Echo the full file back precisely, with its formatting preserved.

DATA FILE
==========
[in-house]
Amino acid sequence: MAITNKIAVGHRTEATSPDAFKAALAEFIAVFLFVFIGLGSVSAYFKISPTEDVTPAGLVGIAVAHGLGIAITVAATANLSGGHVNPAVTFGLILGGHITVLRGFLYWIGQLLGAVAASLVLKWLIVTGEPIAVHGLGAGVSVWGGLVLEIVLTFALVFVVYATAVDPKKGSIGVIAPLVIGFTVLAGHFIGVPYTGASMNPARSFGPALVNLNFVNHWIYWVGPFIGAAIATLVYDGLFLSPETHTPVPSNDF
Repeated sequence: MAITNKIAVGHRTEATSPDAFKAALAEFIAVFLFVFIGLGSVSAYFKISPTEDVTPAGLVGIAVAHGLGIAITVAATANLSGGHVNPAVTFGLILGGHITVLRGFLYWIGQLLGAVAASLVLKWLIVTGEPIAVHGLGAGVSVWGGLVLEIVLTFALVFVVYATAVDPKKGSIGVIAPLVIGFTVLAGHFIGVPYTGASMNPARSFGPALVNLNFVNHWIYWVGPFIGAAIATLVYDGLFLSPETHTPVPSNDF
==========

[in-house]
Amino acid sequence: MAITNKIAVGHRTEATSPDAFKAALAEFIAVFLFVFIGLGSVSAYFKISPTEDVTPAGLVGIAVAHGLGIAITVAATANLSGGHVNPAVTFGLILGGHITVLRGFLYWIGQLLGAVAASLVLKWLIVTGEPIAVHGLGAGVSVWGGLVLEIVLTFALVFVVYATAVDPKKGSIGVIAPLVIGFTVLAGHFIGVPYTGASMNPARSFGPALVNLNFVNHWIYWVGPFIGAAIATLVYDGLFLSPETHTPVPSNDF
Repeated sequence: MAITNKIAVGHRTEATSPDAFKAALAEFIAVFLFVFIGLGSVSAYFKISPTEDVTPAGLVGIAVAHGLGIAITVAATANLSGGHVNPAVTFGLILGGHITVLRGFLYWIGQLLGAVAASLVLKWLIVTGEPIAVHGLGAGVSVWGGLVLEIVLTFALVFVVYATAVDPKKGSIGVIAPLVIGFTVLAGHFIGVPYTGASMNPARSFGPALVNLNFVNHWIYWVGPFIGAAIATLVYDGLFLSPETHTPVPSNDF